As major labels continue to exist behind the times, artists and labels with little capital and lesser reputations are producing some of the most innovative, interesting, and inspiring music. Whether it’s creating a new niche in digital technology or looking to once obsolete formats, Agitated Atmosphere hopes to shed a bit of light and share a bit of information on the up and coming sounds of artists such as Group Doueh
Thanks to Sun City Girl and Sublime Frequencies founder Alan Bishop, the mundane and Afro-centric staleness of the Paul Simon/Peter Gabriel era of “world” music has forever been tossed in the rubbish bin in favor of a truer, more authentic sounds. Simon and Gabriel, for all their considerable talent, sterilized the sounds of Africa, South America, and Eurasia to capitalize on their exorbitant nature. Unlike fellow world traveler David Byrne, those men were happy to cash in on the fad rather than lift it on a pedestal and display it for an American audience whose world musical view rarely explored non-English speaking music.
Alan Bishop’s Seattle-based label has removed all folly and pretense from the category of “world” music, exposing its colorful inner workings rather than slapping a coat of waxy polyurethane to cover up the knotholes and askew grains. Nearly every Sublime Frequencies release has found a wide, if niche audience. Music listeners of every ilk have flocked to a fruitful collections, retrospectives, reissues, and primer kits -- and while many have made lasting impacts with the people who have found them, it seems that the Western Sahara family known as Group Doueh has made the most vital and lasting impression.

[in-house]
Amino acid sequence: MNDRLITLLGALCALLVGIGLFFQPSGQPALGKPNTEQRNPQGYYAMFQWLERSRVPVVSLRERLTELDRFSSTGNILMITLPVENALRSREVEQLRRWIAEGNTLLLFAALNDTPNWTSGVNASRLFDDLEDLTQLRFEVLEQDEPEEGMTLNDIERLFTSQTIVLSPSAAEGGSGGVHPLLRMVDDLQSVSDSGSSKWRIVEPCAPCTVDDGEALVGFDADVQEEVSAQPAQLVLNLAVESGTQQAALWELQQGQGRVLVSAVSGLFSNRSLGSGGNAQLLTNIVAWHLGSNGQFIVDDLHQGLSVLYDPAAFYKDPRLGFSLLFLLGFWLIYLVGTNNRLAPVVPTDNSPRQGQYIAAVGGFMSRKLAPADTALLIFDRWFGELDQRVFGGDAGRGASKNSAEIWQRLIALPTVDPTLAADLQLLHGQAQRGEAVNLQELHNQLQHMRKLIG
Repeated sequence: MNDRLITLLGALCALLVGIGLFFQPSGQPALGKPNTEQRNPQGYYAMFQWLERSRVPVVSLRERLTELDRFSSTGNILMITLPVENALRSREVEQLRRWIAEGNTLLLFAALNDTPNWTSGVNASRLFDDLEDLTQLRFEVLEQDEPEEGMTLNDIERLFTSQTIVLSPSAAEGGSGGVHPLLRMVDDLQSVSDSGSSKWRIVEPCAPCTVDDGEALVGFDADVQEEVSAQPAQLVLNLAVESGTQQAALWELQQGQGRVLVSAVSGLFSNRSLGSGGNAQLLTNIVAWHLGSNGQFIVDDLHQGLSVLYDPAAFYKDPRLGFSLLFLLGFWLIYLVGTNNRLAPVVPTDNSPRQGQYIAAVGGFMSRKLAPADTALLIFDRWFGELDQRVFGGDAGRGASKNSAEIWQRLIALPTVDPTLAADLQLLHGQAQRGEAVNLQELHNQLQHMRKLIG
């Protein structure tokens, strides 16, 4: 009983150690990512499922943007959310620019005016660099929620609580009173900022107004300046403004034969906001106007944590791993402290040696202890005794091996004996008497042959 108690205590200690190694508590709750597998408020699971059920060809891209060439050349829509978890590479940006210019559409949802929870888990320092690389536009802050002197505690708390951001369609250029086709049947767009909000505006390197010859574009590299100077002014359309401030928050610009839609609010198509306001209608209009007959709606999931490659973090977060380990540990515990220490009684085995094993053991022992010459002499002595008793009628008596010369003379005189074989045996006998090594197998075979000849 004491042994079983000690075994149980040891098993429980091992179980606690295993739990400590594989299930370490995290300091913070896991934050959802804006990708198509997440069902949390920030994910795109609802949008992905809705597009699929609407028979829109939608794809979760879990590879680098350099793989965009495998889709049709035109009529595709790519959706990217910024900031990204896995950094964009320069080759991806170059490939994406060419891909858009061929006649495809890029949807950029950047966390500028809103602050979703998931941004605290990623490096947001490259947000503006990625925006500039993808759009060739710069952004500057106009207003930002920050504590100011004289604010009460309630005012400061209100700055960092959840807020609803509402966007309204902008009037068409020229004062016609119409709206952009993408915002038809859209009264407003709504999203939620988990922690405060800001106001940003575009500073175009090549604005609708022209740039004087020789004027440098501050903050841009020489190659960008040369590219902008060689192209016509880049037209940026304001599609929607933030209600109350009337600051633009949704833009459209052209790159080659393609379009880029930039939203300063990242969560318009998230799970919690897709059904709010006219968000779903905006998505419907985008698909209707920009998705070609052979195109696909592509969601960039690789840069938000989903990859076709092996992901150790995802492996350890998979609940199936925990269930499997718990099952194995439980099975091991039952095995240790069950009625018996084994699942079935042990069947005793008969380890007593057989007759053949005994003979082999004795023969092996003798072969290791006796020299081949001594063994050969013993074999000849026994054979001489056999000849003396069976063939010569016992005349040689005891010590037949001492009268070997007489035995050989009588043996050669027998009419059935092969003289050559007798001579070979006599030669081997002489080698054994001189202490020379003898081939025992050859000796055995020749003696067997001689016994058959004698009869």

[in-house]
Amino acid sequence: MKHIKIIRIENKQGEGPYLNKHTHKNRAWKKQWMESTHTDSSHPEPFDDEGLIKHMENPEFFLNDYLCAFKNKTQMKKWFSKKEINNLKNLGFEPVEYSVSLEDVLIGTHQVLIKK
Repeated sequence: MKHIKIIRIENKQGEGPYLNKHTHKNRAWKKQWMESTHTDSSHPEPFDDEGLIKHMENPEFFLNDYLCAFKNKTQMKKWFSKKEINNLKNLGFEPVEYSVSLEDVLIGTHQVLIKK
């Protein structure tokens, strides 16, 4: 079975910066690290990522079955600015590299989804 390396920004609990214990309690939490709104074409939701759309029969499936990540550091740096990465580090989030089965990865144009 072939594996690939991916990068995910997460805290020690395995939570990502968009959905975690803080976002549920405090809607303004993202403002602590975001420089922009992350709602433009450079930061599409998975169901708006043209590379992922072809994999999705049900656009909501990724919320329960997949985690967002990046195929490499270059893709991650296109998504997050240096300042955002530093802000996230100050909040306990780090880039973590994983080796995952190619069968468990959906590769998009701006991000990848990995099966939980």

Treeg Salaam (Streets of Peace) follows up the widely popular 2007 release, Guitar Music from the Western Sahara. The blog community ate the first Group Doueh LP up, spreading its ample seeds to all corners of the internet (and beyond). Treeg Salaam hits just as hard and is just as surprising. Each track may house familiar African and Middle Eastern flavors, much of which has found its way into the modern psych folk movement. However, Treeg Salaam houses a strange and wholly unique psychedelic vibe throughout that isn’t aimed at the druggy or tie-dye crowd, but grows from a place of deepest sincerity. Much how we are being exposed, however minutely, to a culture we will never comprehend, it’s this same filter that finds a home in many of Salmou Baamar’s compositions. We are fed our own musical history, the same history that has slowly circumnavigated the globe only to be assimilated and transformed by droves of open-minded, forward-thinking musicians. Treeg Salaam may represent a slice of life we are not privy to, but in the grander scheme it is a daring piece of anthropological evidence that the Western world, for all its preconceived evils, can be a provider of hope, inspiration, and celebration. Treeg Salaam is a bright, shining olive branch that we all dare to grasp in a show of friendship. What our government and our religions are trying to do to bridge the ever-closing global community will forever ebb and flow between success and failure but the world’s musicmakers will forever be involved in a true global community that, as weighty as it sounds, is captured by Group Doueh and Treeg Salaam.
Justin Spicer is a freelance journalist who also runs the webzine, Electronic Voice Phenomenon. He writes the Monday News Mash-Up and Thursday edition of Song of the Day for the KEXP Blog. You can now follow him on Twitter.